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I recently have been very interested in custom allocators, so I decided to make the very basic (this should be faster than malloc) bump allocator. Here is my code in C:

#include <stdio.h>
#include <stdlib.h>
#include <assert.h>
#include <sys/mman.h>
#include <unistd.h>

#define KB(size) ((size_t) size * 1024)
#define MB(size) (KB(size) * 1024)
#define GB(size) (MB(size) * 1024)
#define HEAP_SIZE GB(1)

typedef intptr_t word_t;
void* free_ptr = NULL;
void* start_ptr;
word_t end_ptr;

void init() {
    free_ptr = mmap(NULL, HEAP_SIZE, PROT_READ | PROT_WRITE,
                    MAP_PRIVATE | MAP_ANONYMOUS, -1, 0);
    if (free_ptr == MAP_FAILED) {
        printf("unable to map memory\n");
        abort();
    }
    start_ptr = free_ptr;
    end_ptr = (word_t) start_ptr + HEAP_SIZE;
}

void* bump_alloc(size_t size) {
    void* new_ptr = free_ptr;
    free_ptr = (char*) free_ptr + size;
    return new_ptr;
}

void free_all_mem() {
    munmap(start_ptr, HEAP_SIZE);
}

int main() {
    init();
    int* x = (int*) bump_alloc(sizeof(int));
    assert(x != NULL);
    *x = 10000;
    printf("x: %d\n", *x);
    free_all_mem();
}

This is my first custom allocator so could I get some tips on optimization, etc.

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    \$\begingroup\$ GB(10*1024) etc will overflow. Don't use function-like macros for these, use absolute numeric constants. \$\endgroup\$ – Lundin Jun 2 '20 at 8:58
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    \$\begingroup\$ Don't cast malloc returns (applies to your malloc as well). \$\endgroup\$ – DarkDust Jun 2 '20 at 10:59
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    \$\begingroup\$ @Lundin Are you concerned GB(10*1024) overflows 32-bit math? Overwise (size_t)10* 1024 * 1024 *1024 looks OK. \$\endgroup\$ – chux - Reinstate Monica Jun 2 '20 at 14:29
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    \$\begingroup\$ If you are concerned with efficiency, shouldn't bump allocators always allocate memory downwards instead of upwards? \$\endgroup\$ – Glen Yates Jun 2 '20 at 19:47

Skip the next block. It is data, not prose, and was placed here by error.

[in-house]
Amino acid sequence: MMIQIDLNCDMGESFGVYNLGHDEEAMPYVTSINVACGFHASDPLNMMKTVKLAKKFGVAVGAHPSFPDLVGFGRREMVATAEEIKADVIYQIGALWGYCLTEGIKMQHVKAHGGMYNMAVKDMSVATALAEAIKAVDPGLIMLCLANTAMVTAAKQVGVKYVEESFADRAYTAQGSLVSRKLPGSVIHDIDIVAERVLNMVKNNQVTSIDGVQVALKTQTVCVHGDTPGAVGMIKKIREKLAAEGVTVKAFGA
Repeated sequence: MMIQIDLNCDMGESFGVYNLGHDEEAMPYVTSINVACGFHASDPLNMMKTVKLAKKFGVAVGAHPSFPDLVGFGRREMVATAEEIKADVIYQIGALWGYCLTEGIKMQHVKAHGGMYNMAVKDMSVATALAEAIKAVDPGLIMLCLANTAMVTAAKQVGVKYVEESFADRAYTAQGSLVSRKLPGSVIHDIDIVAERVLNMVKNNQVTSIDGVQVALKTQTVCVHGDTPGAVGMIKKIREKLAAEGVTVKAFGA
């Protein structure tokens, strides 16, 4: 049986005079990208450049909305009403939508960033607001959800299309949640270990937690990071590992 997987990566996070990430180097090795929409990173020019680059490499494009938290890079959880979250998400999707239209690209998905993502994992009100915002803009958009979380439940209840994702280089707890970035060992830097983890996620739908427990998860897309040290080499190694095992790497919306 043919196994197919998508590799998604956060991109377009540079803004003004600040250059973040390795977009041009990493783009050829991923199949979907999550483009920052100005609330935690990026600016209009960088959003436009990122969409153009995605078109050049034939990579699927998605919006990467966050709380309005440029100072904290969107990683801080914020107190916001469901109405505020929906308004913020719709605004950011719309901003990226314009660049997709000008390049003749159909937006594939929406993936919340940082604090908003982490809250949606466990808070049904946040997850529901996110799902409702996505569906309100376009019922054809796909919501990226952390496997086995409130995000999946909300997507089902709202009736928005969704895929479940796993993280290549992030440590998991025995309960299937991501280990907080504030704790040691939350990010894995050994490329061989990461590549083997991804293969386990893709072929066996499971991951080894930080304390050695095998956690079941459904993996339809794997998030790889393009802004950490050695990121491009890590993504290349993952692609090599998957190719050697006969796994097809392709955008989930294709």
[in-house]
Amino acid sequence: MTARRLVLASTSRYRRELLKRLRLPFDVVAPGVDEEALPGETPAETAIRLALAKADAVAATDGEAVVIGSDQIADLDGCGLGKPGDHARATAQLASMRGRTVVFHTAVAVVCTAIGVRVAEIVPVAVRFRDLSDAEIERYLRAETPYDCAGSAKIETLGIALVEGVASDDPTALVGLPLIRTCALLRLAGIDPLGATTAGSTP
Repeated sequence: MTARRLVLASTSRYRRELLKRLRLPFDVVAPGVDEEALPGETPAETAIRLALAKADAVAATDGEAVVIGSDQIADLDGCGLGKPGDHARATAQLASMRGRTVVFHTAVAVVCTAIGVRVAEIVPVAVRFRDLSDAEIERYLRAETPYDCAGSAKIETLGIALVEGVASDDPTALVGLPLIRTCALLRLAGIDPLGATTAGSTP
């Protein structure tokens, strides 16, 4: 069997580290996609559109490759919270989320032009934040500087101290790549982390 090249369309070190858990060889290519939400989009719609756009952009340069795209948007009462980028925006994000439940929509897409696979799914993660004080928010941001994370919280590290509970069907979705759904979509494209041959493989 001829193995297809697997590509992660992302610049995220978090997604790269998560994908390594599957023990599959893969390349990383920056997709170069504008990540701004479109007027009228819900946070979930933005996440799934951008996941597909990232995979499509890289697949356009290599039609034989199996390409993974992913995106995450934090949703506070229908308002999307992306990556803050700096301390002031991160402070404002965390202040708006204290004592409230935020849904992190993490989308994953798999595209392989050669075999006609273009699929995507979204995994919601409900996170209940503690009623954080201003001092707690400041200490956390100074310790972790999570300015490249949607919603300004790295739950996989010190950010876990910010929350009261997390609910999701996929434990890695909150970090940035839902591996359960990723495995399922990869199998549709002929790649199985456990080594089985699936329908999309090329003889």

• \$\begingroup\$ @GlenYates -- Ah, yes-- I seem to have forgot that! Good catch! ty! \$\endgroup\$ – xilpex Jun 2 '20 at 19:55
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could I get some tips on optimization, etc.

Alignment loss

free_ptr = (char*) free_ptr + size; simply increases the next available allocation to so many bytes later. This differs from malloc() whose allocations meets all possible system alignment needs.

Either document that bump_alloc() does not provide aligned allocations or change code to do so.

Error messages

I'd expect the error message to go out stderr - yet your call.

// printf("unable to map memory\n");
fprintf(stderr, "Unable to map memory\n");

Missing include

intptr_t is define in <stdint.h>. Best to include that rather than rely of a hidden inclusion.

Good type math

The below avoids int overflow.

#define KB(size) ((size_t) size * 1024)

Better code would () each macro parameter.

#define KB(size) ((size_t) (size) * 1024)

Yet I'd recommend rather than type-casting, which may narrow the math, allow gentle widening. The below multiplication will occur with the wider of size_t and the type of size.

#define KB(size) ((size_t) 1024 * (size))

Unneeded cast, simplify

Casting not needed going from void * to an object pointer. Size to the de-referenced type. Easier to code right, review and maintain.

// int* x = (int*) bump_alloc(sizeof(int));
int* x = bump_alloc(sizeof *x);
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Unit pedantry

Technically those are KiB and MiB since they're multiples of 1024 and not 1000.

Empty arguments

This was a difficult lesson for me to drill into my head, but in C empty arguments() and (void) arguments are not the same thing, particularly for function declarations. Technically for definitions they are, but I don't like relying on inconsistent rules and recommend that (void) be used uniformly - even though you only have definitions without declarations. (void) is safer and more explicit. () is closer to meaning "an unspecified number of arguments".

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    \$\begingroup\$ Except that nobody (to within rounding error) uses KiB and MiB. :-) The definitions are clear visible; I don't think this is a big point of confusion. In fact, as Lundin suggested in the comments, it would be even clearer to eschew the use of the macros and just multiply inline. Agreed completely with your second point, although an empty parameter list isn't just "closer" to meaning that. It does mean exactly that! \$\endgroup\$ – Cody Gray Jun 2 '20 at 20:10
  • \$\begingroup\$ @CodyGray if Jonathan Leffler uses it, everybody must use it. Are you better than him? No way. No possibility. \$\endgroup\$ – snr Jun 3 '20 at 14:08

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